Artificial Divisions in Music

I’ve just been listening to a classical guitarist on YouTube, well I should say “a man playing music on a classical guitar”. His username is ‘AndanteLargo’ if anyone wants to go and listen. He’s posted some wonderful videos of himself playing Bach and music by other classical composers – and they sound glorious – but he’s also posted videos of himself playing songs by the Beatles and other bands, some folk music, some songs and themes from films, musicals, etc, etc, which all sound equally as glorious. It interests me that his performances on classical guitar seem to put all types of music on an equal footing.┬áIt’s easy to become snobbish about music and to assume that there’s some essential difference in aesthetic quality between the music of Bach, Mozart, etc and that of the Beatles, Bernstein, Williams, etc. I’m not saying that all music is of the same quality of course, but when you hear what are normally counted as different types of music all played superbly well on one instrument (especially when that instrument is one that’s normally reserved for performances of classical music) then the divisions we normally perceive to exist between different types of music seem no longer to exist.

11 thoughts on “Artificial Divisions in Music

  1. Mm, this reminds me of the Katherine Jenkins version of ‘I Will Always Love You’. She sings it in Italian and is accompanied by orchestra. Indeed it does sound like an operatic aria. I can understand that someone might want to hear the full musical impact of an orchestra but why was it necessary to sing it in Italian? Surely only so it would appeal to musical snobs..

  2. I have recently visited Amazon. They have categories for their items for sale. The interesting point is under Music they list; Rock, Jazz, Hip Hop, Indie, Folk, Easy Listening, Country, Et Christ cetera. Under a separate category they list Classical Music. Is this an artificial division?

  3. I was on the Guardian blogspot the other day and noticed something similar, Duncan. There was one page for ‘Music’ – which was all the things you cite – and then there was another page for ‘Classical Music’. If there’s going to be a division then I’d rather ‘Classical Music’ was counted as ‘Music’ and the rest under, mmm, well I don’t know what. It would be false to classify Rock, Jazz, Hip Hop, Et Christ cetera, as ‘light music’ or even as ‘popular music’ because most of it isn’t light and some ‘classical’ music is as popular as the other types you’ve listed. Perhaps it is indeed an artificial division.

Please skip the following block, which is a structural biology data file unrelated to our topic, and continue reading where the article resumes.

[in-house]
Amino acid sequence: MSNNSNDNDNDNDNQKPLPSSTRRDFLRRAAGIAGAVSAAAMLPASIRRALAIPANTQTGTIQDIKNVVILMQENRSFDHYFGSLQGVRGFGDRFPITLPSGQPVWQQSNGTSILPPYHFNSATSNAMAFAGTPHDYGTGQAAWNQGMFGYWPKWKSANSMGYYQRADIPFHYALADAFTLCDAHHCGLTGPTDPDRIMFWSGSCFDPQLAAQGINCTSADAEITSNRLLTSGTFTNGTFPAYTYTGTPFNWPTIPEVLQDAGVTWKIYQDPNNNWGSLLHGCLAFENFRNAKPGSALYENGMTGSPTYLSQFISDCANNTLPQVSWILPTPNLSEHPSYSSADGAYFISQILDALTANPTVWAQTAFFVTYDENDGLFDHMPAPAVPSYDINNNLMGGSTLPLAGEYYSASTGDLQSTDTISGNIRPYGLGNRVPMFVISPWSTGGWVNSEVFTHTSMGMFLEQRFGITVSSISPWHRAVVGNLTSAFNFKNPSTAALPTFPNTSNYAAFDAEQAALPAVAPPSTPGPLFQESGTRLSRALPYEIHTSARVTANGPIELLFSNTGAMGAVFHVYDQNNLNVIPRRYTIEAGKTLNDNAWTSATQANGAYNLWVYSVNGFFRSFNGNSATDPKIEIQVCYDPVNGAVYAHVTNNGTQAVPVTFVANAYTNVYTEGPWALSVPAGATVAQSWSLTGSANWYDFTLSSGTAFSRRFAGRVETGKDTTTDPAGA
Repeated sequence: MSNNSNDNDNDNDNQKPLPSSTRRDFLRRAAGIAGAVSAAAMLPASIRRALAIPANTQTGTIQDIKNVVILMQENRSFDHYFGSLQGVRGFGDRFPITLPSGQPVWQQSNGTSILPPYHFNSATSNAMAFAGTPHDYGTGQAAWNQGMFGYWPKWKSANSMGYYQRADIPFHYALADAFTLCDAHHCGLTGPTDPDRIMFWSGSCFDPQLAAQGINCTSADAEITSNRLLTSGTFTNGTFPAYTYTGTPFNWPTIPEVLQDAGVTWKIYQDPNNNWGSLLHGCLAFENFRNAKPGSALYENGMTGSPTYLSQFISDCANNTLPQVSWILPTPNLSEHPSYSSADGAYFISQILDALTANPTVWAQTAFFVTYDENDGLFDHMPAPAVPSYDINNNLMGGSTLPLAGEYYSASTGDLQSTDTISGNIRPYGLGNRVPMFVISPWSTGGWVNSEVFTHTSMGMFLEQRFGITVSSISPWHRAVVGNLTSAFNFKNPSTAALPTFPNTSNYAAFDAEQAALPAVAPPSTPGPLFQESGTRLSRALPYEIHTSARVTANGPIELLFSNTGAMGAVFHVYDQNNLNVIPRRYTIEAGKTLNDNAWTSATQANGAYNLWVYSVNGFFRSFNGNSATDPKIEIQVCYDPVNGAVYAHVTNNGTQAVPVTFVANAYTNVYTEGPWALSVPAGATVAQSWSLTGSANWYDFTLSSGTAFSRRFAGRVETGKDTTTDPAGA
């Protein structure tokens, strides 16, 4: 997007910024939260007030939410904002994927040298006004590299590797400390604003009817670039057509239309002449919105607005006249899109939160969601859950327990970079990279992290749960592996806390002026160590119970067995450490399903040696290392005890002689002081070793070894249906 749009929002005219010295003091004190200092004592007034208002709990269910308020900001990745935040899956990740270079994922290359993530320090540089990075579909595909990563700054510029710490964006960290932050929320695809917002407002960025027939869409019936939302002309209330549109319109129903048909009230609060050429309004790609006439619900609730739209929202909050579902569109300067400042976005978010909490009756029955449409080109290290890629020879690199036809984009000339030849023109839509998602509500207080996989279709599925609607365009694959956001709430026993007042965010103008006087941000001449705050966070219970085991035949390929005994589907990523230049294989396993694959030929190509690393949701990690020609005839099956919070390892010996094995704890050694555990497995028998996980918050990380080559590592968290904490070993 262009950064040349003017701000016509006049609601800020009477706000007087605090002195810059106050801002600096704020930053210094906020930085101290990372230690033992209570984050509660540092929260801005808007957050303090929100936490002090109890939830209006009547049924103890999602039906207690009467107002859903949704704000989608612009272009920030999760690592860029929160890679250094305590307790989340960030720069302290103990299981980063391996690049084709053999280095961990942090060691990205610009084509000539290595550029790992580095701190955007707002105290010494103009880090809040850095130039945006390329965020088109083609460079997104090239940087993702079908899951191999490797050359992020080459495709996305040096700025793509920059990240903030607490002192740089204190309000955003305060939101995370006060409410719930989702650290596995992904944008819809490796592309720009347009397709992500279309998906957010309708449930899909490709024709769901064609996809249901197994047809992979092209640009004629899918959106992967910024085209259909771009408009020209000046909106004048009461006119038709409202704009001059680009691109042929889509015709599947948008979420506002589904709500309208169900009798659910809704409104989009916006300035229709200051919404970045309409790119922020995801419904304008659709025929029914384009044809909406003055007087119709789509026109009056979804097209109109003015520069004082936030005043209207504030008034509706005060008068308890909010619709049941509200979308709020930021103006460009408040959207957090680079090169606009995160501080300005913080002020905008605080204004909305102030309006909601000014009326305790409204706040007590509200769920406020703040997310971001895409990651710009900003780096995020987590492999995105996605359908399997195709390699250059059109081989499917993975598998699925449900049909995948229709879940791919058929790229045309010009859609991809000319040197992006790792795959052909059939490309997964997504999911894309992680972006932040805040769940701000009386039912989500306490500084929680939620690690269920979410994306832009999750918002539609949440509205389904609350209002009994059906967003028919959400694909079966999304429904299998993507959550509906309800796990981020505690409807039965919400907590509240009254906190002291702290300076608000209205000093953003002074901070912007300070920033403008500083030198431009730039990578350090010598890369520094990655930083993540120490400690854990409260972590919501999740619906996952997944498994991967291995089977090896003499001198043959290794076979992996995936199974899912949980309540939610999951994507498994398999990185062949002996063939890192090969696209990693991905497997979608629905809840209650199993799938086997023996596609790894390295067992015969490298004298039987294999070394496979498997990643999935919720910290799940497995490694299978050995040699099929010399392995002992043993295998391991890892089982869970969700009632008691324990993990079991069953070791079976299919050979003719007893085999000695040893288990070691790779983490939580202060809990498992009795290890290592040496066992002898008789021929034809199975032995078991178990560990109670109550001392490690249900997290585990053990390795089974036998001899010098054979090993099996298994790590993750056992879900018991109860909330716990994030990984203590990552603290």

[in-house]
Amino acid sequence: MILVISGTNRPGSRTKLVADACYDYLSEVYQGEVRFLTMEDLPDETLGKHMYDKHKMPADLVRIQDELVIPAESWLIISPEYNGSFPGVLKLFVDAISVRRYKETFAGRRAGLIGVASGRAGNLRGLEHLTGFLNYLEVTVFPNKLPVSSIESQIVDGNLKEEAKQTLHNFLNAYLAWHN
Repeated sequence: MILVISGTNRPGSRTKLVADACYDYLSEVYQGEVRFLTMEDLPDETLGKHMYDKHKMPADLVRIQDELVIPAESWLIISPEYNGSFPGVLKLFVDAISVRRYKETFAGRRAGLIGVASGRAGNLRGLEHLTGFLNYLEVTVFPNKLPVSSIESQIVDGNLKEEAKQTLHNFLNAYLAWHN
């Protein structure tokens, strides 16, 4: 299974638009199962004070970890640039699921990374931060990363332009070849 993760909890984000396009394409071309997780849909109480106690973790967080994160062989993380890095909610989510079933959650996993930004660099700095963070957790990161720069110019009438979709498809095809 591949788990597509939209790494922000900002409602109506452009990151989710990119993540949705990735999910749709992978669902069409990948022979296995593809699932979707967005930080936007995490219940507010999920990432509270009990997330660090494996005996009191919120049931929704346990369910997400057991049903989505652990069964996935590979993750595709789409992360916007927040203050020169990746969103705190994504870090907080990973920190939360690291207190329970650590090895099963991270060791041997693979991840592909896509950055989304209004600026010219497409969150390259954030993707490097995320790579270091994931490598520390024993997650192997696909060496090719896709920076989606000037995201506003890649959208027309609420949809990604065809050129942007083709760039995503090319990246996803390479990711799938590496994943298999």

4. Perhaps not. Divisions in music reflect the preferences of individuals and therefore are real and living to the preferees, no matter how misguided and asinine.

  5. I think more important than the piece of music was the astonishing performance that cuts through divisions, artificial or otherwise.

  6. Yes, she’s stunning. I didn’t realise that the ukulele could sound so good. But I do love this piece of music. I like Santana’s rock version too.

  7. Well this is a piece of Bach. And I’m just putting the link on here because I like it:
    But I did want to start off a new thread about the assumption that classical music is classical because it’s complicated. This music isn’t complicated but it’s of the highest aesthetic value and it’s beautiful in its simplicity. Message to Limerent Ludwig, by the way: the deepest emotional gestures can be made by humble little pieces like this. One doesn’t need the extravagancies of a Mahler.
    And Duncan, I hope I’ve shown I don’t have a prejudice against transcriptions.

  8. elaine-please not to think i like mahler only, also bach i love. you and duncan say mahler is extravagence but it may be the listening that is not correct. please hear the word and not only the vouice.

  9. Okay, sorry Ludwig. I’ll take your advice and try to listen to Mahler with a more objective ear. Hopefully my ear will hear the word.

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